The Boone Family Art Gallery at Pasadena City College
Sant Khalsa isn’t reticent about her artistic influences. In artist statements, she points to the photographs of Walker Evans, Ed Ruscha, and the Bechers as impactful on her own practice of photographing landscapes of the Southwest, particularly those of Southern California. Indeed, her photographs’ social documentary style, their stark black-and-white color scheme, and their display in serial and grid formations readily conjure up such allusions. As the accompanying exhibition to her residency at Pasadena City College reveals, however, Khalsa’s work is far from derivative; it intertwines the spiritual and the quotidian, the specific and the universal, and unites wit with profundity.
Khalsa is a longtime resident of San Bernardino, a suburb in the Inland Empire desert. In her “Paving Paradise” series, she photographs the Santa Ana River, which snakes through the region and provides both sustenance and, occasionally, destruction and disappointment. The images include flooded houses, parched swathes of land, and flowing rivulets; all are devoid of explicit human presence, but Khalsa’s shadow, a brittle and discarded Christmas tree, and stark fences allude to humans’ both benign and deleterious impact upon their environment. Fellow Inland Empire denizen John Divola’s work comes to mind here as well, especially his “Isolated Houses” series in which the absence of humans is made more manifest by the presence of their empty structures.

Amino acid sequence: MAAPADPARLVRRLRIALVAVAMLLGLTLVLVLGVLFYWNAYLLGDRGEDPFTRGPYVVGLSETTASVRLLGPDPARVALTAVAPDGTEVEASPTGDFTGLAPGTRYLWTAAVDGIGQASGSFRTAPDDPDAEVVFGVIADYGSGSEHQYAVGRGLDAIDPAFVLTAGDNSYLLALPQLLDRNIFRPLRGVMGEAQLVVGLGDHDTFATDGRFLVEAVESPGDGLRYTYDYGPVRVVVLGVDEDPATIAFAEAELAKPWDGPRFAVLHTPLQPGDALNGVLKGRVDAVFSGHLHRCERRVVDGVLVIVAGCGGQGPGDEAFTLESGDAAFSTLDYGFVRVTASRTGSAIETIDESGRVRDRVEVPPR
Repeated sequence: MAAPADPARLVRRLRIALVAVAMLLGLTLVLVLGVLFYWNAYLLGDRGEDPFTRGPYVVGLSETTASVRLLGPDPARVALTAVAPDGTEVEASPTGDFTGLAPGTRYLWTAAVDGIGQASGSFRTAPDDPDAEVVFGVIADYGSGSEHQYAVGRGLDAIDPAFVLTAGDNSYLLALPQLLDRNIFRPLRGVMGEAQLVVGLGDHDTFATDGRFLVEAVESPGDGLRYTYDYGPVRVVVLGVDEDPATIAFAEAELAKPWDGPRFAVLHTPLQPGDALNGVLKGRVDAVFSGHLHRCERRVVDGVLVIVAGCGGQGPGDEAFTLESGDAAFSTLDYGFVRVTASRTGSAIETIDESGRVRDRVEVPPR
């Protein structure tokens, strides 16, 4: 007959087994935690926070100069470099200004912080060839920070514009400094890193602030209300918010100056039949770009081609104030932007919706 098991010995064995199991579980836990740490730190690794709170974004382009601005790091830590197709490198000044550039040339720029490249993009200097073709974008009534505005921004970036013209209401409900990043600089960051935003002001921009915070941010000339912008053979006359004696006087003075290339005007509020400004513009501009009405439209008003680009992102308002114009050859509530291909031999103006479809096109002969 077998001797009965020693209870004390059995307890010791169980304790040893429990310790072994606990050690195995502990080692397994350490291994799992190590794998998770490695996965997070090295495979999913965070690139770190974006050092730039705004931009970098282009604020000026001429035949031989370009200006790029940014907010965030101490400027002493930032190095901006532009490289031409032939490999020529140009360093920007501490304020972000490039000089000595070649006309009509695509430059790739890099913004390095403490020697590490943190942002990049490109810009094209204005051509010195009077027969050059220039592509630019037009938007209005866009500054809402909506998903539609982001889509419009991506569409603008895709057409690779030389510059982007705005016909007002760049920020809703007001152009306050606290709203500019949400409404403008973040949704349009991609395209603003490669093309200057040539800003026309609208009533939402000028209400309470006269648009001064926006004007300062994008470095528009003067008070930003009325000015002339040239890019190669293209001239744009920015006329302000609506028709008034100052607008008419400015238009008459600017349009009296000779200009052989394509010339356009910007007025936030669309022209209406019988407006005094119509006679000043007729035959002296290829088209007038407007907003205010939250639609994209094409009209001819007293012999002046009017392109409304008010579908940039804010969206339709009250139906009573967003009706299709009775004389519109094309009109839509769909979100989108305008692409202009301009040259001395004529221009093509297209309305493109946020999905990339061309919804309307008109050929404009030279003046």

In “Trees and Seedlings” Khalsa moves beyond documentation of the specific site of the Southern California desert to sculptural objects that reference cycles of life and death and the ephemerality of nature. The pieces are wood planks that vary in height, with a cutout in which a transparent photographic image of ravaged and charred trees is held between glass sheets. Attenuated and anthropomorphic like a Giacometti sculpture, these delicate pieces convey loss and mourning.
Perhaps the most beguiling piece is Pray for Rain (Prayer Wheel) (2015), a glass cylinder atop a plinth, filled with 28 small corked bottles with messages referring to water written inside them. A blue blown-glass orb sits atop the cylinder, and a motor turns the messages clockwise like a traditional Tibetan Prayer Wheel. In its uniting of the mechanical and the magical, the piece initially seems amusing, but recalling the dire straits of California during its drought encourages more sober contemplation of the work’s intent.
Khalsa’s largest series on display is a selection from “Western Waters”, in which she again engages with the Southwest and its precarious reliance on water. The series consists of straightforward photographs of the storefronts of small businesses catering to the commodification of this basic human need. Using words like “Pure,” “Cool,” “Perfect,” and “Crystal Clear,” these shops tap into fears of drought and contamination in their uniting of desire and survival. They perpetuate a false sense of abundance and are thus dangerous even as they provide economic security for their owners and sustenance to their patrons.
Khalsa has worked on some of these series for decades, but they take on a new relevance and urgency in light of California’s drought crisis.